The xx: a minimalist music approach.
Recently, I was driving when a summer shower struck. The first few droplets careened from the heavens, finding their resting place on my windshield. As if synchronized, The xx’s song ‘VCR’ emerged from the chaparral of my iPod’s shuffle mode. Out of each tiny burst of water came a xylophone note. As the intensity of the rain grew, so too did the band’s percussive melody. Awakening from this mildly synesthetic moment, I turned on my wipers and remembered the danger of focusing on my musical windshield and not the road ahead.
The xx’s debut album, xx (2009), bleeds with sincerity. Underscored with pulsing bass riffs (courtesy of Oliver Sim) and minimalist percussion, the band’s effort seems fully devoted to highlighting the lyrical conversation between Sim and Romy Croft (singer/guitarist). On nearly every track, we hear her trembling confessions as Sim despondently speak/sings back his own slurred musings. This emotional dichotomy is where the beauty of xx is born. To the German polymath Goethe, artistic energy is created from a state of internal tension, and this is clearly the case here. As Romy pleads on ‘Heart Skipped a Beat’, Please don’t say we’re done, When I’m not finished, Sim responds aloofly, You made it clear, You weren’t near, Near enough for me. At other times, Sim’s complete absence speaks louder than his stolid voice ever could. On ‘Shelter’, a rejected Croft asks forgiveness, Maybe I had said, something that was wrong, Can I make it better, with the lights turned on, with no response at all. In all of this dialogue, there seems to a singular running theme: love, pain, and sex are inherently intertwined.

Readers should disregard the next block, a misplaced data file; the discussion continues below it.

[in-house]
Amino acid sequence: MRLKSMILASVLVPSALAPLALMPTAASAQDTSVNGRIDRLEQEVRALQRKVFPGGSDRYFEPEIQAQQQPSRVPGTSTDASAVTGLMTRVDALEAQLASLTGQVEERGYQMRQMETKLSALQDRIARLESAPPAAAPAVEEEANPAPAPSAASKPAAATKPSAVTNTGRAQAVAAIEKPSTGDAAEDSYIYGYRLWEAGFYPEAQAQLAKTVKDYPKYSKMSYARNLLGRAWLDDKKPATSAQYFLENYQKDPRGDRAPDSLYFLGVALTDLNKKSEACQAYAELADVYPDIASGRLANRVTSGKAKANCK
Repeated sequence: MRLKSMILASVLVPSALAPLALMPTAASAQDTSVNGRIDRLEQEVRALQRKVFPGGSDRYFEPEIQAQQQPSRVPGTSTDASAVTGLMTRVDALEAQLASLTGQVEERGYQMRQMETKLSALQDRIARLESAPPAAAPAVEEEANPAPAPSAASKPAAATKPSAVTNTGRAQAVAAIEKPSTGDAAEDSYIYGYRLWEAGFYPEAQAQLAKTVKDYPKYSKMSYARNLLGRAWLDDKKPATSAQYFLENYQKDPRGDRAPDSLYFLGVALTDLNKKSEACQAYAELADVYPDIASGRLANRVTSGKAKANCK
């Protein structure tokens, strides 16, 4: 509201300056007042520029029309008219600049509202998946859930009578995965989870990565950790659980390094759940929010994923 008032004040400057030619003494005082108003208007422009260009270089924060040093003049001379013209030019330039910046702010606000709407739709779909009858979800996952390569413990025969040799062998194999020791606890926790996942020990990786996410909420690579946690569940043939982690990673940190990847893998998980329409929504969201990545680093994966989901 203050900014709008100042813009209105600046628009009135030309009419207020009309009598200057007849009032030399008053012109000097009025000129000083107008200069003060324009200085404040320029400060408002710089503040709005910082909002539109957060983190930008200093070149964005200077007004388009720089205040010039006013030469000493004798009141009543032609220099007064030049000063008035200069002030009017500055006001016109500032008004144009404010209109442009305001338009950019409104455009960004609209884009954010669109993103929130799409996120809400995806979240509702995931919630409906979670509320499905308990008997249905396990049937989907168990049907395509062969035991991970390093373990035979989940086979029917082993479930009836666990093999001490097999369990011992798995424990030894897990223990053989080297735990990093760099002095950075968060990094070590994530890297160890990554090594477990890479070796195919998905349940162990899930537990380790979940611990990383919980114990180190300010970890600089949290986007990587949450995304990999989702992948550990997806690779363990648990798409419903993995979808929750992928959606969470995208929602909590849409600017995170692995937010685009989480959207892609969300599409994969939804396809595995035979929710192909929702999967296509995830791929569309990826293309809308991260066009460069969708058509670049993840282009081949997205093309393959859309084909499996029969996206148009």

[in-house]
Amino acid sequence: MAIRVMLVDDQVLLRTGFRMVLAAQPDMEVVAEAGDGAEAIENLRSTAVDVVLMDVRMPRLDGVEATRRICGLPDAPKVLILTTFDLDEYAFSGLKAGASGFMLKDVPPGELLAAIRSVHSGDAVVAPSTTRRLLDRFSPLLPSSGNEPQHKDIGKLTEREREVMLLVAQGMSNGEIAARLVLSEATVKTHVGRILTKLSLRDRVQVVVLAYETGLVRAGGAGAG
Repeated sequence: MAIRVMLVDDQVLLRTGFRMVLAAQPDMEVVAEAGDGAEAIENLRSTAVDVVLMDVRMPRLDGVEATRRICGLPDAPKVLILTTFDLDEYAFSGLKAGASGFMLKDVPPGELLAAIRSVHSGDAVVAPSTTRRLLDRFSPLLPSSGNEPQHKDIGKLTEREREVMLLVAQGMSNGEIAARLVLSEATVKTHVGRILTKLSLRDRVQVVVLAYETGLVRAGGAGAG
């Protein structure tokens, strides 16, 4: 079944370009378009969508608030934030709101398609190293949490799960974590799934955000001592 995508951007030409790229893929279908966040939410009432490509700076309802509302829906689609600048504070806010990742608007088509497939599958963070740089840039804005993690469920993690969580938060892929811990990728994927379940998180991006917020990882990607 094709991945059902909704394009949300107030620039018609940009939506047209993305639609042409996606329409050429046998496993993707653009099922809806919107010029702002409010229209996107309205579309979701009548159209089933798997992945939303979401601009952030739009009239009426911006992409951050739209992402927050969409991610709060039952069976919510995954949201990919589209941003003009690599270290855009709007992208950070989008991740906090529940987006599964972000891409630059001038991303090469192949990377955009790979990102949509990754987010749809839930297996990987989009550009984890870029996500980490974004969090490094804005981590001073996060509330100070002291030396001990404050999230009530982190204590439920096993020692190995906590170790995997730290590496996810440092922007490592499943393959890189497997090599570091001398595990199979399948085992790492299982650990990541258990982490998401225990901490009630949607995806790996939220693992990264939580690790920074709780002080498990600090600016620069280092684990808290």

This is really an album to save for those quiet days. Those lonely drives during summer showers. Those times when you can escape and reflect on the enduring triadic composition of romance. xx meanders its way from percussion-laden post-rock anthems to experimental rock melodies to quaint pop ditties, exposing the musical prowess of this London trio (formerly a quartet). They can sound like Do Make Say Think, Dirty Projectors, and Radiohead in succession, but more importantly they can sound just like The xx. By engineering their tracks to channel these bands, and then superimposing Croft and Sim’s script, we derive deeper meaning than we were ever given by their influences.
Karthik Sonty is a recent graduate of Colby College with a penchant for philosophy, strong opinions on music, and obsession with rock-climbing. He placates these passions by writing these musical perspectives down, infusing some philosophy, and sending them to a journal in a town called Boulder. He has written in a broad array of media, including documents for the UN’s World Food Programme, papers for Undergraduate Symposia, and a music blog called PolarBear NeckWear. Since he graduated, he has been trying to reconcile his idealistic urges to save the world, his youthful urges to explore the world, and practical urges to survive the world.
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